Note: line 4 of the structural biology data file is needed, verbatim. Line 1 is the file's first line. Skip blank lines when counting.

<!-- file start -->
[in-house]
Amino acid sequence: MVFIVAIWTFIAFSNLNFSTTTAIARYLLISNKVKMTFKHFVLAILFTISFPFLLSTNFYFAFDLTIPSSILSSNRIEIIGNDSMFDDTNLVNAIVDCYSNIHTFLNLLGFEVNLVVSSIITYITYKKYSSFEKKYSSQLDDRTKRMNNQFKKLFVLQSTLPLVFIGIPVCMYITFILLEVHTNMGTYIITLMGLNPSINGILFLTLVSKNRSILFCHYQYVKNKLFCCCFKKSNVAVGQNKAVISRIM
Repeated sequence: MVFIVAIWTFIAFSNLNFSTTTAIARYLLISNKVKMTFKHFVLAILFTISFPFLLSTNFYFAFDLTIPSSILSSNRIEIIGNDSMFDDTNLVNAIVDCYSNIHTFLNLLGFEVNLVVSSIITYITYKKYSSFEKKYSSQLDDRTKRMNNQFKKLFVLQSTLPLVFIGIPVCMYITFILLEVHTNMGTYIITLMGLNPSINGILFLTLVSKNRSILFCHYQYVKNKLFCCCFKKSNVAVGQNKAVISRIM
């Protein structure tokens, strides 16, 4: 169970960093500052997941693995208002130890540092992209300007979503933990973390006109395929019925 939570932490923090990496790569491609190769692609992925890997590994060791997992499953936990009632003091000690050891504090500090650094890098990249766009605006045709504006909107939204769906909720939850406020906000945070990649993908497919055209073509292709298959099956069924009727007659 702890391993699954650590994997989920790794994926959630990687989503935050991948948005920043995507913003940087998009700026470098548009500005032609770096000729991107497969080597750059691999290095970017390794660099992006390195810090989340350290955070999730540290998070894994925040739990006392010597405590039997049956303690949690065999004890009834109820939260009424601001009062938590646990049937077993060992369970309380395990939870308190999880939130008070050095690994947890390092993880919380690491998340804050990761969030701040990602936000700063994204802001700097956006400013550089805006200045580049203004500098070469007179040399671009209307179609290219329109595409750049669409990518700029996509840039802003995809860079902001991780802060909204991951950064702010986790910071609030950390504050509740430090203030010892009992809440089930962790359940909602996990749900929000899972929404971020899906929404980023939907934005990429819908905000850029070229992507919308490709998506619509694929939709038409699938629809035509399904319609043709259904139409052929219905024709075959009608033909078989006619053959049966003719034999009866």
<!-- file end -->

């Protein structure tokens, strides 16, 4: 169970960093500052997941693995208002130890540092992209300007979503933990973390006109395929019925 939570932490923090990496790569491609190769692609992925890997590994060791997992499953936990009632003091000690050891504090500090650094890098990249766009605006045709504006909107939204769906909720939850406020906000945070990649993908497919055209073509292709298959099956069924009727007659 702890391993699954650590994997989920790794994926959630990687989503935050991948948005920043995507913003940087998009700026470098548009500005032609770096000729991107497969080597750059691999290095970017390794660099992006390195810090989340350290955070999730540290998070894994925040739990006392010597405590039997049956303690949690065999004890009834109820939260009424601001009062938590646990049937077993060992369970309380395990939870308190999880939130008070050095690994947890390092993880919380690491998340804050990761969030701040990602936000700063994204802001700097956006400013550089805006200045580049203004500098070469007179040399671009209307179609290219329109595409750049669409990518700029996509840039802003995809860079902001991780802060909204991951950064702010986790910071609030950390504050509740430090203030010892009992809440089930962790359940909602996990749900929000899972929404971020899906929404980023939907934005990429819908905000850029070229992507919308490709998506619509694929939709038409699938629809035509399904319609043709259904139409052929219905024709075959009608033909078989006619053959049966003719034999009866």